Fill a shaker with ice. Add one part “the owner’s friends just showed up expecting free drinks,” one part “repetitive stress injuries from all the walking, stooping, and bending,” and two parts “the barback’s taking shots with the customers and it’s barely 4 pm.” Shake until cold. Serve it to some guy you’ve never seen before who clearly wants to fight.
If you’ve ever woken to your alarm blaring at the crack of dawn and thought “not again," you’re not alone. Stress, depression, and anxiety are, unfortunately, part of the human condition—and some jobs cause all of them.
In 2018, the collaborative work management platform Wrike surveyed more than 1,600 U.S. and U.K. employees about stress in the workplace. Their findings show that some 94 percent of workers report feeling stress at work, and almost a third say their stress level is high to unsustainably high.
The World Health Organization defines job stress as “the response people may have when presented with work demands and pressures that are not matched to their knowledge and abilities and which challenge their ability to cope."
It’s worth noting that the concept of job stress is often confused with challenge, but they’re not the same. Challenge typically energizes us psychologically and physically, and in a work setting, it often motivates us to learn new skills and better manage our jobs.
When we overcome a challenge, we feel relaxed and productive. And we can leave work knowing that we’ve made a positive and worthwhile contribution to our organization and our personal development.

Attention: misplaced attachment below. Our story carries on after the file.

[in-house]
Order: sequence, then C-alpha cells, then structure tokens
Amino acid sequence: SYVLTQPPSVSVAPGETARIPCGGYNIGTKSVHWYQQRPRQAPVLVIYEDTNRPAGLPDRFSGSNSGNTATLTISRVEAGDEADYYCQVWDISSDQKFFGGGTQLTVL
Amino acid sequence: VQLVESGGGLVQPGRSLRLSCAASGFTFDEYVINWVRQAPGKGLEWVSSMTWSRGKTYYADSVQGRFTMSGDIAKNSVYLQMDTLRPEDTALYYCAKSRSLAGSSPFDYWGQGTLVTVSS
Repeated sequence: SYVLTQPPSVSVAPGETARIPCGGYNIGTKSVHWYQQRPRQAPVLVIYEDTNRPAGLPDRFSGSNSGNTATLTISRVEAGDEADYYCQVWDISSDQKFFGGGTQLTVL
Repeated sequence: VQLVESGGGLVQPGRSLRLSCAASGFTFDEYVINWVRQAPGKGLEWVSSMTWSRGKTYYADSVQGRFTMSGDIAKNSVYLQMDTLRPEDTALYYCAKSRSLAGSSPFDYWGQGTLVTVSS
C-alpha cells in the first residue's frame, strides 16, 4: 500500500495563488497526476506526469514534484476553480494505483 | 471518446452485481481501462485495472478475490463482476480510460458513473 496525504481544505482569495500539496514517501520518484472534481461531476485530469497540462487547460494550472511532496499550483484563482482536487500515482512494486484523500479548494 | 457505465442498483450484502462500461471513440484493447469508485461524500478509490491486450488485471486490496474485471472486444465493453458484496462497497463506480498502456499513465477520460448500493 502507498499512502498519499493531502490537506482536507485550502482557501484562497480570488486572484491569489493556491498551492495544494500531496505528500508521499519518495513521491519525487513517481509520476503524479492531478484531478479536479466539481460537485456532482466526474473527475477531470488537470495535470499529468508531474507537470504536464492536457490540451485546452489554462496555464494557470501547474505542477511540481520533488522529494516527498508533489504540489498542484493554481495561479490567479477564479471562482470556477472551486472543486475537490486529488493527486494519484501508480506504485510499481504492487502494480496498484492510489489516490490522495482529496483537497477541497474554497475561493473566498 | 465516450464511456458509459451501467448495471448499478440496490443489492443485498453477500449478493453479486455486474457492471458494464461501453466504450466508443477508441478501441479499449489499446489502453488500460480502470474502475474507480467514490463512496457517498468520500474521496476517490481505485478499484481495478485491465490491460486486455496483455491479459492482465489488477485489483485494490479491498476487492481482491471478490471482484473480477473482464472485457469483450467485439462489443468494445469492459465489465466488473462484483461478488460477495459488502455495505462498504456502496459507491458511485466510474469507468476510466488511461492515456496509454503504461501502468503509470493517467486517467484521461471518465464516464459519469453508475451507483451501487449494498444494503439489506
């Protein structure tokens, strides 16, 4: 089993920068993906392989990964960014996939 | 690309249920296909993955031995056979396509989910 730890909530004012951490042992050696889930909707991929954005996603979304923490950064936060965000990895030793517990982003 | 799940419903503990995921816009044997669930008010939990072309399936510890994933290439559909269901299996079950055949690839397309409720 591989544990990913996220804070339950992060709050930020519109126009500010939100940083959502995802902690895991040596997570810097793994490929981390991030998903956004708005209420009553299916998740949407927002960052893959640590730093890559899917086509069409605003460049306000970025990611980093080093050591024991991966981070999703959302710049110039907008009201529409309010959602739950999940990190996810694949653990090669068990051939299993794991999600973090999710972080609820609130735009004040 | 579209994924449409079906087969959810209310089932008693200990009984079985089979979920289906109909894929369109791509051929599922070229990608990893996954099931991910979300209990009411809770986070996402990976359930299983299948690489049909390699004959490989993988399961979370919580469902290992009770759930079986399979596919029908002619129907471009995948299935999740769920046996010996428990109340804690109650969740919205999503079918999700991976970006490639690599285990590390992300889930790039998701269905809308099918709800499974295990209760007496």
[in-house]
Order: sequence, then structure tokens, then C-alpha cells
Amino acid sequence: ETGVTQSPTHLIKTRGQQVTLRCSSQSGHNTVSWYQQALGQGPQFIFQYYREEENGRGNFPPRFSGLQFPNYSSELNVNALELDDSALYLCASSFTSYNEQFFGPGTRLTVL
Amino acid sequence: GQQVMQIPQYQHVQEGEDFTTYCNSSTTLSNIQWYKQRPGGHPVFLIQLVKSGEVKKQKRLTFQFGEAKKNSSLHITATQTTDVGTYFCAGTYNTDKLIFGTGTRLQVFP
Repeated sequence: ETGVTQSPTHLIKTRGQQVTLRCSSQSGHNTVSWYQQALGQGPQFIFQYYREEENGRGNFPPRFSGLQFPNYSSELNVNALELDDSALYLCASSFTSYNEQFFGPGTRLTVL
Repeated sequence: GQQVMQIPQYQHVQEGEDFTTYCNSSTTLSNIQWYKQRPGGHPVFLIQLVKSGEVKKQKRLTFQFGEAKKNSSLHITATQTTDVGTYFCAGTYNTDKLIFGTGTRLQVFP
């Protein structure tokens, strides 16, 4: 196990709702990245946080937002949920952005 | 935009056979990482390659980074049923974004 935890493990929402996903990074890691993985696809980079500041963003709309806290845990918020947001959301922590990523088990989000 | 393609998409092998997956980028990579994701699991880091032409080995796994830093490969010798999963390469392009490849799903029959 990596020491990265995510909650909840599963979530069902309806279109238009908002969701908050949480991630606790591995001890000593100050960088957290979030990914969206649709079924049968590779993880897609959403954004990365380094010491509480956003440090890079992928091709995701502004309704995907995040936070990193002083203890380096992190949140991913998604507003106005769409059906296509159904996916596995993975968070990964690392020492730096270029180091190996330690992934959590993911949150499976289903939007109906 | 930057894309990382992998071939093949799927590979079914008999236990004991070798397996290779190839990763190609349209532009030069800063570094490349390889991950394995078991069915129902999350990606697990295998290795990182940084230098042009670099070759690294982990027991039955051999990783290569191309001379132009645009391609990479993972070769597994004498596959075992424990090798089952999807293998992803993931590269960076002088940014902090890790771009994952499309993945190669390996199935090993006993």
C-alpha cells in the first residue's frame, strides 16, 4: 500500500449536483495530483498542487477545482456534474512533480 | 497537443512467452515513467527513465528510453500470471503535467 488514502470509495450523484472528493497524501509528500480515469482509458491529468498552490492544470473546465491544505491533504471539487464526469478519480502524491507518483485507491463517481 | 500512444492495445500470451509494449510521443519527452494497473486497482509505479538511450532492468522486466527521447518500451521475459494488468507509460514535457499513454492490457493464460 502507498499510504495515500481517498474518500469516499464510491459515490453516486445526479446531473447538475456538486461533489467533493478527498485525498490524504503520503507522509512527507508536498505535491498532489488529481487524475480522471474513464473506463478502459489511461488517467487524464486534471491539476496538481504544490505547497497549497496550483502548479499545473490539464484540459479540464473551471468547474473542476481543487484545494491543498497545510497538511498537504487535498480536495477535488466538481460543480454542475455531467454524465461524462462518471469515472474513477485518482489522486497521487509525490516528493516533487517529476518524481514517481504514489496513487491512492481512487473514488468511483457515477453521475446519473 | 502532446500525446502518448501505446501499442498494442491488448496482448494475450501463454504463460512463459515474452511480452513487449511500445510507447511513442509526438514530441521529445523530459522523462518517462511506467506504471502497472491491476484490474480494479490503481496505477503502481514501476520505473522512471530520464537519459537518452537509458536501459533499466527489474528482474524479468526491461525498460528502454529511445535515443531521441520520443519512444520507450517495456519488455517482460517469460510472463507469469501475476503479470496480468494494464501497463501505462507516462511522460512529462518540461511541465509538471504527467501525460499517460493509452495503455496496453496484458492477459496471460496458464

However, when a challenge turns into job demands that don’t match our capabilities, resources, and needs, those positive feelings can easily turn into stress—and set the stage for illness, injury, and even career failure.
Without a doubt, almost every job has its brand of stress—but let’s face it, some jobs are far more taxing than others. To find out what they are, we looked at U.S. News and World Report’s list of the Most Stressful Jobs in the U.S.
The report was formed in part from their 100 Best Jobs rankings, which analyzed data about salary, unemployment rate, and stress to select the top jobs of 2020.
Ready for a dive into some seriously stressful occupations? If at any point your reading gets the best of you, we recommend taking a moment to count backward from ten, meditate, or let out a good old-fashioned primal scream.
While some people are simply drawn to work that may seem dauntingly stressful to their peers, others may choose a profession for growth opportunities, workplace perks, or a multitude of other reasons. We’ve thought up a few here.
Paramedics are one example of a career that people may be attracted to out of a sense of duty or community, or who value projects that have a positive impact on the world.
The same is true for marriage and family therapists, clinical social workers, and mental health counselors, occupations that made it to the later half of U.S. News’ list of most stressful jobs.